HEALTH
Inspiration from Meghan

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Sea Moss! Where have you been all my life?

 

I first discovered sea moss, often referred to as Irish Moss, while I was leading retreats in the Caribbean back in 2009. It was being used to thicken smoothies and milks, and even in custardy desserts. As I am a super nutrition nerd, I had to look a little more into this amazing sea vegetable.

Health Benefits of Sea Moss / Irish Moss

Sea Moss (also known as Irish Moss), as it turns out, is nature's only plant based source of thyroid hormones. You listening ladies?

Thyroid Support

DI-Iodothyronine (DIT), what T3 breaks down into, is found in abundance in brown sea moss and for this reason it has been used as a treatment for thyroid disorders. Thyroxin (T4) and Tri-iodothyronine (T3) have been found as the main organically bound iodine compounds in several brown seaweeds (sea moss).

Then of course there is the iodine, more concentrated in sea moss than any other food and this is serious fuel for the thyroid. Selenium is also present in abundance and is a necessary factor in thyroid hormone production.

Mental/Emotional Health

Sea Moss is also jam packed full of potassium. The cells of the body cannot function without potassium though strangely, our bodies do not have a mechanism to conserve potassium. Adding high-potassium foods like Sea Moss to the diet can significantly improve behaviour and mental functioning (especially for ADD children!). High potassium foods are also very helpful for fibromyalgia, moodiness, agitation, depression and anxiety disorders. This food is like a warm cup of tea and good book by the fire for the nervous system.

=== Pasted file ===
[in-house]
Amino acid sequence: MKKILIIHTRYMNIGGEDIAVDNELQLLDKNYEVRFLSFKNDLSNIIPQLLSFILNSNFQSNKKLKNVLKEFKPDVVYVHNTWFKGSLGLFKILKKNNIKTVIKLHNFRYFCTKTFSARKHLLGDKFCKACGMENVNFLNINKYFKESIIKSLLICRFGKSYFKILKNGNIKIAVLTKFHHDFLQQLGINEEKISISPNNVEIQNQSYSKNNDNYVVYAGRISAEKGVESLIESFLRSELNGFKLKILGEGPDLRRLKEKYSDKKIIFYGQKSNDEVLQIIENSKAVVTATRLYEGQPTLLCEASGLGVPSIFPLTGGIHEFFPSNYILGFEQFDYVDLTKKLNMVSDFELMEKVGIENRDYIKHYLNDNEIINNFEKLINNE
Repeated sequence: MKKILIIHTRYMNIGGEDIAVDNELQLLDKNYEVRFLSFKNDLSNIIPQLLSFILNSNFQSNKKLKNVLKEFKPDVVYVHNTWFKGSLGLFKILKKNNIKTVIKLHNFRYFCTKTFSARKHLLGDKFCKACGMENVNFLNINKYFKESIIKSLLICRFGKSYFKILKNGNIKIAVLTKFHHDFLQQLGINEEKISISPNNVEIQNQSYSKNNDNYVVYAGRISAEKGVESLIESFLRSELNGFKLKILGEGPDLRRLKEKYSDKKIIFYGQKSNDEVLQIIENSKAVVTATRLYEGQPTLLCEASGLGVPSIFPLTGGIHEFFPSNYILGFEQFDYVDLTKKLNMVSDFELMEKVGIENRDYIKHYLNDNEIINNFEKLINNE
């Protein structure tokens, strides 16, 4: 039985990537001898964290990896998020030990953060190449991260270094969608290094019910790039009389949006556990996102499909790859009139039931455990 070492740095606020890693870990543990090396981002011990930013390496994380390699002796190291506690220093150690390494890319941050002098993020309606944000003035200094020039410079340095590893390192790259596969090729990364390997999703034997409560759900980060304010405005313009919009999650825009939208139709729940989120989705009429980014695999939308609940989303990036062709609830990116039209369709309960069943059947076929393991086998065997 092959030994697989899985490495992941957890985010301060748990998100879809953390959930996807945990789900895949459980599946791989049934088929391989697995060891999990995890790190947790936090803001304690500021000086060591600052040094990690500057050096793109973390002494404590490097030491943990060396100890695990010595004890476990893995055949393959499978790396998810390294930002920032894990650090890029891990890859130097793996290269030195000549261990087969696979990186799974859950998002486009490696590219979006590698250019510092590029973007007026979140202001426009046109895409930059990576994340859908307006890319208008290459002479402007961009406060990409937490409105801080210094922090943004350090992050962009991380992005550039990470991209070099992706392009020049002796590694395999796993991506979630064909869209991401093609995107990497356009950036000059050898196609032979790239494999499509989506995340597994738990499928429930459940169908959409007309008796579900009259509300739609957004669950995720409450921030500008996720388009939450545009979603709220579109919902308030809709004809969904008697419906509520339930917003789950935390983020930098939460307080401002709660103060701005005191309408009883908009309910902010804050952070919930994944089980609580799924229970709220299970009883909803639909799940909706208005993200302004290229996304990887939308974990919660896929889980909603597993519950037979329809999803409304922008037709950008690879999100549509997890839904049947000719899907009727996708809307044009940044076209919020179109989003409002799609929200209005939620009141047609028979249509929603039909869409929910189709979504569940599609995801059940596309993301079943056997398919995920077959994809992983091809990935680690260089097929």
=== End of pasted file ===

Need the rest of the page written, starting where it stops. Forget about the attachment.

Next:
If all that wasn't enough, Sea Moss contains Algin. This phytonutrient has therapeutic value as a heavy metal detoxifying agent - meaning it helps pull heavy metals out of the tissues of our bodies.  Additionally, Sea Moss is a healing agent to all mucous membranes (great for external skin health and internal digestive tract health). I could go on forever on this goody, but for now I will leave you with the simple ways to prepare it.

Immune Support

Sea Moss helps relieve and prevent symptoms of colds and flus - how perfect for the winter months ahead. Irish moss is a source of potassium chloride, a nutrient which helps to dissolve catarrhs (inflammation and phlegm in the mucous membranes), which cause congestion. It also contains compounds which act as natural antimicrobial and antiviral agents, helping to get rid of any infections. Hello natural cough syrup!

Cold, flu-like, and other coughy-mucousy conditions the moss helps with include:

  • Sore throat
  • Bronchitis
  • Pneumonia
  • Tuberculosis
  • Chest coughs

How To Prepare Sea Moss / Irish Moss

How To Prepare Sea Moss

  • If dried: soak it for a few hours in water. Rinse away any sand that may be present.
  • If fresh: clean the fresh moss of all other bits of seaweed, and wash thoroughly to remove sand and grit.

Once soaked/cleaned, you'll want to simmer the moss in clean water until tender.